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Turkey has abandoned trying to shore up its fast plummeting currency

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Turkey’s central bank, which has spent some $120 billion to put the brakes on the fall of the lira against the US dollar, has decided on a policy change, with Treasury and Finance Minister Berat Albayrak saying his government will no longer intervene in exchange rates.

In a three-hour presentation he made at the ministry to ruling Justice and Development Party (AKP) deputies, Albayrak ruled out government intervention in the rates, barring “extraordinary developments,” according to a report by the BBC.

Over the past year Turkey’s economy administration injected some $120 billion into the markets to stop the freefall of the lira, causing central bank reserves to decline to negative $38 billion. Albayrak’s remarks at the briefing imply a significant policy change in the management of the economy.

Continuing its downward trend over the last two weeks, the lira fell below 8.50 against the dollar and 10 against the euro.

Estimated growth

Albayrak said the COVID-19 pandemic has prompted many countries including China to revise their growth forecasts and that they project Turkey’s growth rate would be somewhere “above 0 percent and below 1 percent.”

Some deputies who were present at the meeting pointed out that low interest rates adopted to revive the economy over the summer led to a hike in housing and auto prices. Albayrak said that while auto production fell due to the pandemic he expects the situation to improve as manufacturing picks up.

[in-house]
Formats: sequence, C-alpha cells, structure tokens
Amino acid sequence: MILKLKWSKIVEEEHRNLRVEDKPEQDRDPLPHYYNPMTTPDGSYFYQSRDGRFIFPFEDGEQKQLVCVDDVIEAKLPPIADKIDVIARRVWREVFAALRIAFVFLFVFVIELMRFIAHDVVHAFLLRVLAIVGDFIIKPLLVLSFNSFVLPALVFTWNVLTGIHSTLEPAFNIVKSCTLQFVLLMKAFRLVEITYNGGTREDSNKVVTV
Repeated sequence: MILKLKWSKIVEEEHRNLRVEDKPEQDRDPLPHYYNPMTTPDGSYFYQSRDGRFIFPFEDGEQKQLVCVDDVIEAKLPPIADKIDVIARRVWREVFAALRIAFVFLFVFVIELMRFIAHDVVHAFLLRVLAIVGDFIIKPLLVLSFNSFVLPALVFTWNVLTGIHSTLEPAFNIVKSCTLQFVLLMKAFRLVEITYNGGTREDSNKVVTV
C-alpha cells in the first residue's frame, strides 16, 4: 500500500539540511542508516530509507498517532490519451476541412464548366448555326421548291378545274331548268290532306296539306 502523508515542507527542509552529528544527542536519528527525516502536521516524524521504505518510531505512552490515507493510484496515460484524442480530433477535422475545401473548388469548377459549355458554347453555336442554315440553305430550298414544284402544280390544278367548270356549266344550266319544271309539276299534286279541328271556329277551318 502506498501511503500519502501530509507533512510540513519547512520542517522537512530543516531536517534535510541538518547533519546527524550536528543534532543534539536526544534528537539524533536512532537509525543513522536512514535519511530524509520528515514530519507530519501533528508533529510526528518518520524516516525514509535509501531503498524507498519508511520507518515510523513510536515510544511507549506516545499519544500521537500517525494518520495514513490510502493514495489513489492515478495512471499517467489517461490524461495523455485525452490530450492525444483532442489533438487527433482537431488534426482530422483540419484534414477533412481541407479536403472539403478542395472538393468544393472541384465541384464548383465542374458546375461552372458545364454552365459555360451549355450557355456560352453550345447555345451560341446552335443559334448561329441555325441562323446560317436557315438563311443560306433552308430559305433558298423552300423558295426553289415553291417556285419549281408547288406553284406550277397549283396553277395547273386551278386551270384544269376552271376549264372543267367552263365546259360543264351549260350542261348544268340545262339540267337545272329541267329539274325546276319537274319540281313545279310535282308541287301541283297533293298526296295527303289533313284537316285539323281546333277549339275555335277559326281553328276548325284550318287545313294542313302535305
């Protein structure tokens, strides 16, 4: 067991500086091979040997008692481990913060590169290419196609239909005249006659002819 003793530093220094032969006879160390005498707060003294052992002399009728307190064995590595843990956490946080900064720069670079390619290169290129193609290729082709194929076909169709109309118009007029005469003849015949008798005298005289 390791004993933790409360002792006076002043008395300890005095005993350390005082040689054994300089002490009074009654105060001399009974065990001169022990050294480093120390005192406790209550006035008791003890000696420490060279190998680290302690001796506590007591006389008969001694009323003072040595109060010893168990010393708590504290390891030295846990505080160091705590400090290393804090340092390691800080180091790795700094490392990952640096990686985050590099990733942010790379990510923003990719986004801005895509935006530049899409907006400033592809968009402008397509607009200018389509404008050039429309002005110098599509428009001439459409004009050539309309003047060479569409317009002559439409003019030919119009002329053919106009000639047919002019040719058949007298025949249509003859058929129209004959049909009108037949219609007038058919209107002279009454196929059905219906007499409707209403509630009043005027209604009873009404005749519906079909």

The minister also mentioned the government’s infrastructure investment plans, vowing to speed up railway construction from 2021 forward.

Demand for gold increases tenfold

According to analysts, the reserves of Turkey’s central bank are at their lowest level in the last 16 years.

The lack of confidence in the economy is driving people not just to foreign currency, but also to gold. In order to curb the demand for gold, the government hiked its taxes from 0.2 percent to 1 percent.

While the tax increase did succeed in slowing down the demand for gold in the banking industry, it led to a tenfold increase in demand at jewelry shops in the Grand Bazaar. According to Ministry of Trade data, Turkey imported gold worth $15 billion between January and August of this year, representing a 153 percent increase compared to the same period of last year. Media reports said the imports have continued to increase since August.

According to figures provided by the Turkish Statistical Institute (TurkStat), gold has surpassed the dollar, real estate and stocks and bonds, bringing the best revenue of the last 10 years.

Surge in sales of safes

As a result of the breakdown in the Turkish financial system, speculation that the government could seize bank deposits has become a daily topic of conversation.

The increasing public interest in gold is another indicator of this situation. In parallel with gold purchases, the demand for safes has also increased by nearly 50 percent. People who invest in gold have started to keep it in home safes instead of depositing it in banks.

Mustafa Tuzcuoğlu, a safe-box distributor who spoke to The Wall Street Journal said: “Clients go for small but high-end models that cost from $400 to $650 and weigh 700 pounds. … They keep half of their savings at the bank and half at home. That’s what I’m doing too.”

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